March 29, 2020

Report: “Google Redraws the Borders on Maps Depending on Who’s Looking”

From The Washington Post:

Google’s corporate mission is “to organize the world’s information,” but it also bends it to its will. From Argentina to the United Kingdom to Iran, the world’s borders look different depending on where you’re viewing them from. That’s because Google — and other online mapmakers — simply change them.

And while maps are meant to bring order to the world, the Silicon Valley firm’s decision-making on maps is often shrouded in secrecy, even to some of those who work to shape its digital atlases every day. It is influenced not just by history and local laws, but also the shifting whims of diplomats, policymakers and its own executives, say people familiar with the matter, who asked not to be identified because they weren’t authorized to discuss internal processes.

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When it comes to contested borders, people in different countries often see different things. Take the body of water between Japan and the Korean Peninsula. To almost all, it is known as the Sea of Japan, but for Google Maps users in South Korea, it’s listed as the East Sea. More than 4,000 miles away, the waterway separating Iran from Saudi Arabia may be either the Persian Gulf or the Arabian Gulf, depending on who’s looking online. And the line in Western Sahara marking the northern border with Morocco disappears for Moroccans seeking it out on the Web — along with the region’s name altogether. The sparsely populated northwest Africa region is disputed between Morocco, which seized it in 1975, and the indigenous Sahrawi.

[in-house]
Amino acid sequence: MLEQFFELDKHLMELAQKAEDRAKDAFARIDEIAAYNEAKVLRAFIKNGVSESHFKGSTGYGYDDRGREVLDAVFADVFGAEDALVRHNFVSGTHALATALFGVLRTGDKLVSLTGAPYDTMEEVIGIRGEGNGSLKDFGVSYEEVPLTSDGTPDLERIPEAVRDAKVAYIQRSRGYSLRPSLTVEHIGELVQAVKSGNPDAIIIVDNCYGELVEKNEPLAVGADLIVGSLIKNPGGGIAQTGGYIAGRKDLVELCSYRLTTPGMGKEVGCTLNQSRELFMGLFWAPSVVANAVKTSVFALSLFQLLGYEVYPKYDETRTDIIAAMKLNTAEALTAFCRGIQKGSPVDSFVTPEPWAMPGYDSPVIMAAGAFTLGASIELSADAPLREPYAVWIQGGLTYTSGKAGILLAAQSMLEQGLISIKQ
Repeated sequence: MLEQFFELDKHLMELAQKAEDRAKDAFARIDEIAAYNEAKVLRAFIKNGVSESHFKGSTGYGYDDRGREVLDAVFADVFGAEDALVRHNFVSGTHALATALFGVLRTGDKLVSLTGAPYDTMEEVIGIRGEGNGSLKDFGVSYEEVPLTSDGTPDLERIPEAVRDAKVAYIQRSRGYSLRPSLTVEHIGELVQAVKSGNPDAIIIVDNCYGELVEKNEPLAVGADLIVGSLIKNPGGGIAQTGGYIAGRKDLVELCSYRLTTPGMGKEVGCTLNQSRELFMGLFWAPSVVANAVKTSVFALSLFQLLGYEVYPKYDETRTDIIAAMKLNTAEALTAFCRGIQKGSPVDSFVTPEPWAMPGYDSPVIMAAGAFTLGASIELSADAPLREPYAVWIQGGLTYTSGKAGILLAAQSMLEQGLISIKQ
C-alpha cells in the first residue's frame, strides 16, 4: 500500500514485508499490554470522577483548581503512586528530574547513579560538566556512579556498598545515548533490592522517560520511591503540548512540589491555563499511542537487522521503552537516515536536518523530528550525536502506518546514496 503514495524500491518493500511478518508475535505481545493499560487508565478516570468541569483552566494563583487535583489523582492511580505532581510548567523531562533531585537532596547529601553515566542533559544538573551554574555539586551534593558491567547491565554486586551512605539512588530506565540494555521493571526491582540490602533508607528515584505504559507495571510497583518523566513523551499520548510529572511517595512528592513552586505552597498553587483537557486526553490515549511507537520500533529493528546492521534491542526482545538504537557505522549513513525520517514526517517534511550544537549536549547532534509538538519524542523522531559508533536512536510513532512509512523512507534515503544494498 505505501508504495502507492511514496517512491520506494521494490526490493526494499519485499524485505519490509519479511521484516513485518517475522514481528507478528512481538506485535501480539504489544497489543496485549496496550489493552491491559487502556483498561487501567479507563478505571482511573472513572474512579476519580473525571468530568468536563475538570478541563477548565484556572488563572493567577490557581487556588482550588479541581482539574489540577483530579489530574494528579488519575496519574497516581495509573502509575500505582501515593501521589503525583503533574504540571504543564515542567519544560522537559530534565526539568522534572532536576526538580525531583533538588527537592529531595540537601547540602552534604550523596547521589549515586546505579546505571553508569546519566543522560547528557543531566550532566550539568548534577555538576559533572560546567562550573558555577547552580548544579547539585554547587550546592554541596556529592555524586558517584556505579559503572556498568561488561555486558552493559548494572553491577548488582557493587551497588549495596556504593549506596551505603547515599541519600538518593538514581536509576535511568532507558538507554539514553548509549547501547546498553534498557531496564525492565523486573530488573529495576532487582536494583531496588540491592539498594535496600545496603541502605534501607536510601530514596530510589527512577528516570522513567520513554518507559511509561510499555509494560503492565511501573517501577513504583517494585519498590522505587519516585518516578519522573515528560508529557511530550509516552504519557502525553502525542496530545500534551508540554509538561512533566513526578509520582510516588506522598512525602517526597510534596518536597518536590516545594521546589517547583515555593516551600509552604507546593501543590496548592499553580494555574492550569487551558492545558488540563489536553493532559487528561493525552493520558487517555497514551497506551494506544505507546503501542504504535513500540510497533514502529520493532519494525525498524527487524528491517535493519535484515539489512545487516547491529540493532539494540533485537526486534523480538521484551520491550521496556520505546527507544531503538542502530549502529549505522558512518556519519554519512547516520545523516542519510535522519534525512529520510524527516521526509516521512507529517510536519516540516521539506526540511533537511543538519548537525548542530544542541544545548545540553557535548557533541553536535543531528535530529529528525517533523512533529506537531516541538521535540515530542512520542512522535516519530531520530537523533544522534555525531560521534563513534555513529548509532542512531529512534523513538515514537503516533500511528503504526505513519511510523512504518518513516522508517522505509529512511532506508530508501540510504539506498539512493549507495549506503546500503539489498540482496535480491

Read the Complete Article (approx. 2000 words)

Washington Post Video

Gary Price About Gary Price

Gary Price (gprice@mediasourceinc.com) is a librarian, writer, consultant, and frequent conference speaker based in the Washington D.C. metro area. Before launching INFOdocket, Price and Shirl Kennedy were the founders and senior editors at ResourceShelf and DocuTicker for 10 years. From 2006-2009 he was Director of Online Information Services at Ask.com, and is currently a contributing editor at Search Engine Land.

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